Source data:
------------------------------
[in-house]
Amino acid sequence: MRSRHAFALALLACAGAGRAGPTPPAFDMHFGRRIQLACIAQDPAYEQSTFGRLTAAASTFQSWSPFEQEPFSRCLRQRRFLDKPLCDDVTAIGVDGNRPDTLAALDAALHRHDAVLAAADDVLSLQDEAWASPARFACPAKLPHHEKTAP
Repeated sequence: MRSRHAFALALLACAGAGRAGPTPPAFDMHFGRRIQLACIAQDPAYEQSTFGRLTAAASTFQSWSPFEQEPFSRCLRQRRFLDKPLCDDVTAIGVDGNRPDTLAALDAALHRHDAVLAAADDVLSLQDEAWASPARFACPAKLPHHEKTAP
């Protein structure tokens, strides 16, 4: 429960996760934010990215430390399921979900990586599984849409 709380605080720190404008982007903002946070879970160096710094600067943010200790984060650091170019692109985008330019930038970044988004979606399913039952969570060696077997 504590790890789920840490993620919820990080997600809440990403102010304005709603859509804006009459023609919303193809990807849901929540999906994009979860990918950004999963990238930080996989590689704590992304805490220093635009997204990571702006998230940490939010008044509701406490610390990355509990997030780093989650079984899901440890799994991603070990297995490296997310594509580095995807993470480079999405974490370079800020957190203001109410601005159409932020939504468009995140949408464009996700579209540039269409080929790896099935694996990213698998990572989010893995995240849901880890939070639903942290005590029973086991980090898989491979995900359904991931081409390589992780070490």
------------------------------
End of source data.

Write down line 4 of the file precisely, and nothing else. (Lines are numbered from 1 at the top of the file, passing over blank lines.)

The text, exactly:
């Protein structure tokens, strides 16, 4: 429960996760934010990215430390399921979900990586599984849409 709380605080720190404008982007903002946070879970160096710094600067943010200790984060650091170019692109985008330019930038970044988004979606399913039952969570060696077997 504590790890789920840490993620919820990080997600809440990403102010304005709603859509804006009459023609919303193809990807849901929540999906994009979860990918950004999963990238930080996989590689704590992304805490220093635009997204990571702006998230940490939010008044509701406490610390990355509990997030780093989650079984899901440890799994991603070990297995490296997310594509580095995807993470480079999405974490370079800020957190203001109410601005159409932020939504468009995140949408464009996700579209540039269409080929790896099935694996990213698998990572989010893995995240849901880890939070639903942290005590029973086991980090898989491979995900359904991931081409390589992780070490």